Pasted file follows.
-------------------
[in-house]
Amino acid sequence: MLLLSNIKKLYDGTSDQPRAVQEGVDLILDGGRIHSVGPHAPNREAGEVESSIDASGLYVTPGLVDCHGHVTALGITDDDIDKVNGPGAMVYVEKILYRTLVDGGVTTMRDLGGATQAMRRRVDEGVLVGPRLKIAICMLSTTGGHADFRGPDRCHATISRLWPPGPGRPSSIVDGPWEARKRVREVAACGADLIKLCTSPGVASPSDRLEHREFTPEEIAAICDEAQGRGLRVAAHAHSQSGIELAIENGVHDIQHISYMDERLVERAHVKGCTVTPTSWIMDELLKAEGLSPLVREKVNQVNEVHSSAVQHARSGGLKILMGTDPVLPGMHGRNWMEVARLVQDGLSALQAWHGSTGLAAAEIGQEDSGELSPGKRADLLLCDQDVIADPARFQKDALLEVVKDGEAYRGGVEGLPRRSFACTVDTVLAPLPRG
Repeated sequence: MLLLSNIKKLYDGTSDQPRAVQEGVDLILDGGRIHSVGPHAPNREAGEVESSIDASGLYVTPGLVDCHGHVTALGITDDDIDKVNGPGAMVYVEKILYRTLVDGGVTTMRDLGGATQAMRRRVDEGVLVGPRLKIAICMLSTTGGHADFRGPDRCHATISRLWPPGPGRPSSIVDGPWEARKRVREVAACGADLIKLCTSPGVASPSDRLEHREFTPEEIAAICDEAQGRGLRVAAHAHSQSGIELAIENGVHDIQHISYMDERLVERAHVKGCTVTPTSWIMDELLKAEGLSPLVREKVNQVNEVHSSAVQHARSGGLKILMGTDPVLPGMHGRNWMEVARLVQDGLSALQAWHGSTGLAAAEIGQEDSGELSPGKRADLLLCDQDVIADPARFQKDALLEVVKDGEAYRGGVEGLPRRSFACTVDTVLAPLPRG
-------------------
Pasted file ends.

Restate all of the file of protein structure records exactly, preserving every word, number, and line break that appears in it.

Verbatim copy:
[in-house]
Amino acid sequence: MLLLSNIKKLYDGTSDQPRAVQEGVDLILDGGRIHSVGPHAPNREAGEVESSIDASGLYVTPGLVDCHGHVTALGITDDDIDKVNGPGAMVYVEKILYRTLVDGGVTTMRDLGGATQAMRRRVDEGVLVGPRLKIAICMLSTTGGHADFRGPDRCHATISRLWPPGPGRPSSIVDGPWEARKRVREVAACGADLIKLCTSPGVASPSDRLEHREFTPEEIAAICDEAQGRGLRVAAHAHSQSGIELAIENGVHDIQHISYMDERLVERAHVKGCTVTPTSWIMDELLKAEGLSPLVREKVNQVNEVHSSAVQHARSGGLKILMGTDPVLPGMHGRNWMEVARLVQDGLSALQAWHGSTGLAAAEIGQEDSGELSPGKRADLLLCDQDVIADPARFQKDALLEVVKDGEAYRGGVEGLPRRSFACTVDTVLAPLPRG
Repeated sequence: MLLLSNIKKLYDGTSDQPRAVQEGVDLILDGGRIHSVGPHAPNREAGEVESSIDASGLYVTPGLVDCHGHVTALGITDDDIDKVNGPGAMVYVEKILYRTLVDGGVTTMRDLGGATQAMRRRVDEGVLVGPRLKIAICMLSTTGGHADFRGPDRCHATISRLWPPGPGRPSSIVDGPWEARKRVREVAACGADLIKLCTSPGVASPSDRLEHREFTPEEIAAICDEAQGRGLRVAAHAHSQSGIELAIENGVHDIQHISYMDERLVERAHVKGCTVTPTSWIMDELLKAEGLSPLVREKVNQVNEVHSSAVQHARSGGLKILMGTDPVLPGMHGRNWMEVARLVQDGLSALQAWHGSTGLAAAEIGQEDSGELSPGKRADLLLCDQDVIADPARFQKDALLEVVKDGEAYRGGVEGLPRRSFACTVDTVLAPLPRG